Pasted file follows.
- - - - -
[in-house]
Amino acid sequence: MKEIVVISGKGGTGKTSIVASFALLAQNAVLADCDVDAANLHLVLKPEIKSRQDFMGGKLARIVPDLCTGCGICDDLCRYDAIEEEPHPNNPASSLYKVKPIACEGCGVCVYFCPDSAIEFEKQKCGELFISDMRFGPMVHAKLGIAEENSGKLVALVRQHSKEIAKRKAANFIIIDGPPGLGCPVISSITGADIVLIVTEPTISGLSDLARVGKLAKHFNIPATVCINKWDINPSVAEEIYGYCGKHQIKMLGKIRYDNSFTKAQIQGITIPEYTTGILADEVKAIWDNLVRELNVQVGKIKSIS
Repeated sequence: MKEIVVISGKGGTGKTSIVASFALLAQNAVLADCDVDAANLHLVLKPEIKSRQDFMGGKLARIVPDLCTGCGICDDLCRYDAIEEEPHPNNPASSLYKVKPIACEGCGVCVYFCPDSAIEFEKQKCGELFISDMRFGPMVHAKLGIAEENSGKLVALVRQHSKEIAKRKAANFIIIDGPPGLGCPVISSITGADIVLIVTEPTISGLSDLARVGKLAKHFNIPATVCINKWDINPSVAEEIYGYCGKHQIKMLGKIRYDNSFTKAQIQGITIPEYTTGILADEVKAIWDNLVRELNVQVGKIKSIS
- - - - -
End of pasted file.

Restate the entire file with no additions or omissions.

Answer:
[in-house]
Amino acid sequence: MKEIVVISGKGGTGKTSIVASFALLAQNAVLADCDVDAANLHLVLKPEIKSRQDFMGGKLARIVPDLCTGCGICDDLCRYDAIEEEPHPNNPASSLYKVKPIACEGCGVCVYFCPDSAIEFEKQKCGELFISDMRFGPMVHAKLGIAEENSGKLVALVRQHSKEIAKRKAANFIIIDGPPGLGCPVISSITGADIVLIVTEPTISGLSDLARVGKLAKHFNIPATVCINKWDINPSVAEEIYGYCGKHQIKMLGKIRYDNSFTKAQIQGITIPEYTTGILADEVKAIWDNLVRELNVQVGKIKSIS
Repeated sequence: MKEIVVISGKGGTGKTSIVASFALLAQNAVLADCDVDAANLHLVLKPEIKSRQDFMGGKLARIVPDLCTGCGICDDLCRYDAIEEEPHPNNPASSLYKVKPIACEGCGVCVYFCPDSAIEFEKQKCGELFISDMRFGPMVHAKLGIAEENSGKLVALVRQHSKEIAKRKAANFIIIDGPPGLGCPVISSITGADIVLIVTEPTISGLSDLARVGKLAKHFNIPATVCINKWDINPSVAEEIYGYCGKHQIKMLGKIRYDNSFTKAQIQGITIPEYTTGILADEVKAIWDNLVRELNVQVGKIKSIS